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Firefights and shelling on Sunday shattered a weeks-old truce at the Yarmuk Palestinian camp in Damascus, but a ceasefire allowed residents to return to another besieged area near Syria's capital.
Syria's three-year conflict is estimated to have killed more than 140,000 people, forced millions to flee the homes, and taken a brutal toll on children increasingly threatened by disease.
On Sunday the United Nations said millions of children across the Middle East were to be vaccinated against polio after the crippling illness resurfaced in Syria for the first time in 15 years.
Meanwhile some good news emerged with Spanish journalist Marc Marginedas released by jihadists in Syria after six months in captivity, said his employer El Periodico newspaper.
The Syrian Observatory for Human Rights said the Al-Qaeda-linked Al-Nusra Front and the pro-regime Popular Front for the Liberation of Palestine-General Command had resumed hostilities in Yarmuk.
"The truce has been broken," Observatory director Rami Abdel Rahman told AFP.
The ceasefire had taken hold on February 10 when Al-Nusra withdrew its fighters from Yarmuk after months of fierce battles between rebels and forces loyal to Syria's President Bashar al-Assad.
The army laid siege to the camp, trapping tens of thousands of people inside, including Palestinian refugees and Syrians who had fled violence from other parts of the country.
The camp's population shrunk to 40,000 from more than 150,000 and conditions deteriorated to the extent that residents were forced to eat grass to survive, with some dying of starvation, activists have said.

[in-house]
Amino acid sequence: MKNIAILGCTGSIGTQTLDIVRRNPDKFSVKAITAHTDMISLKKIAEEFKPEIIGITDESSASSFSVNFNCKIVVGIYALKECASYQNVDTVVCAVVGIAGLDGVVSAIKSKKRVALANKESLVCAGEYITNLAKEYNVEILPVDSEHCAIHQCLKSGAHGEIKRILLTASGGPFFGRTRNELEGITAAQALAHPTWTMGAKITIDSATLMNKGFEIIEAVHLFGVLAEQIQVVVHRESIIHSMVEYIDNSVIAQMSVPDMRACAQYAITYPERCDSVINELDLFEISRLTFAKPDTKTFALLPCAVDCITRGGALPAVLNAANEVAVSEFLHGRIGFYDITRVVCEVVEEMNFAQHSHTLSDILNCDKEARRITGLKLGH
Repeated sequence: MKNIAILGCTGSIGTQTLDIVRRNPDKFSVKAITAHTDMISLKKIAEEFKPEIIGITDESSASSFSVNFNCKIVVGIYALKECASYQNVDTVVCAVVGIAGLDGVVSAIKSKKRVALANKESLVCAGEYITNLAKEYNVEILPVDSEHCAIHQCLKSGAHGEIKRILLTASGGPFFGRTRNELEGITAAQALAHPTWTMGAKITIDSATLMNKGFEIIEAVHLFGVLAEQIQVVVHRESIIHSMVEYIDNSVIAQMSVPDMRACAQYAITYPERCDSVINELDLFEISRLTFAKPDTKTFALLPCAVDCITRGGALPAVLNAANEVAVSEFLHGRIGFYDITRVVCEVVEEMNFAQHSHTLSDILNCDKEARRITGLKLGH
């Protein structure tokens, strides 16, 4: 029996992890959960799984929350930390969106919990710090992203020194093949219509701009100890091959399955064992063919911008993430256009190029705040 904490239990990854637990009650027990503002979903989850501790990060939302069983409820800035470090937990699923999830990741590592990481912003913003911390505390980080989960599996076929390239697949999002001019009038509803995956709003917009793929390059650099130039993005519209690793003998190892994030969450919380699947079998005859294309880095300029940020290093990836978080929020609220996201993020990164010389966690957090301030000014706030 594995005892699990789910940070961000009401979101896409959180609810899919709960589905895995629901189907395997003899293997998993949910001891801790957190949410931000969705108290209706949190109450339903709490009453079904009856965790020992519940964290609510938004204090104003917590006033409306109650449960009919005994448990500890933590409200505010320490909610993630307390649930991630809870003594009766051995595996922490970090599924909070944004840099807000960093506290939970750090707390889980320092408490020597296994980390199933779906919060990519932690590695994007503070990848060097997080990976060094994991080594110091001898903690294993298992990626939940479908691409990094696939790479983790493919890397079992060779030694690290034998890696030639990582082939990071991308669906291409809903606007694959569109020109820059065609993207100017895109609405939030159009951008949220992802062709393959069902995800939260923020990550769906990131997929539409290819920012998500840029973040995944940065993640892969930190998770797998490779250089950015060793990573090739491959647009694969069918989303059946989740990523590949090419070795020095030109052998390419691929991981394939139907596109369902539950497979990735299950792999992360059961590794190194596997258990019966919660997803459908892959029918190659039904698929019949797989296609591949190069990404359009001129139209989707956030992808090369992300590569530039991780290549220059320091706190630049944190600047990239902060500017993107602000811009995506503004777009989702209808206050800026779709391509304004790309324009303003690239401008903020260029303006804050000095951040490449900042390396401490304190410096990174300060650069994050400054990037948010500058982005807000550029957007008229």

In January the UN Relief and Works agency (UNRWA) began distributing aid in Yarmuk after clinching a deal with the warring parties, with 7,500 food parcels handed out since then.
At least one person was killed in Sunday's renewed violence, the Observatory said.
Activists said the fighting and shelling erupted when Al-Nusra jihadists returned to Yarmuk.
"I was out filming and suddenly the shelling started. You should have seen the children: they were terrified," said activist Rami al-Sayed.
UNRWA spokesman Chris Gunness deplored the fighting and called for it to end in order to allow the resumption of aid operations.
"UNRWA demands that all parties in Yarmuk cease hostilities and seek to resolve their differences exclusively by peaceful mean," he said on Tweeter.
- 'Everything now calm' -
In Moadamiyet al-Sham, southwest of the capital, families displaced by fighting were returning to inspect their homes, visit relatives and consider if it was safe to return for good.
Moadamiyet al-Sham was once home to 100,000 people, but fighting, bombing and an army blockade forced tens of thousands to seek shelter elsewhere.
In December, rebels and President Assad's regime agreed a truce, after the town had been besieged for more than a year by government forces.
"We've been told everything is calm now, so we've decided to return just to see the house," a mother of two who fled 14 months ago told AFP at an army checkpoint on the edge of the town.
Some 15,000 people still live in Moadamiyet al-Sham, where aid has trickled in since the truce was clinched, but basic services apparently are still lacking.
"Electricity is still cut off inside," said another women, accompanied by her four children.
In Madrid, El Periodico newspaper said Marginedas, who was abducted by jihadists on September 4 in central Syria, had been released at dawn and was undertaking medical tests in Turkey.
The UN Children's Fund UNICEF said on Sunday that mass vaccinations against polio had been launched in Egypt, Iraq, Jordan and Syria and an operation was to get underway March 9 in Lebanon.
Inside Syria, the campaign was targeting 1.6 million children, it said.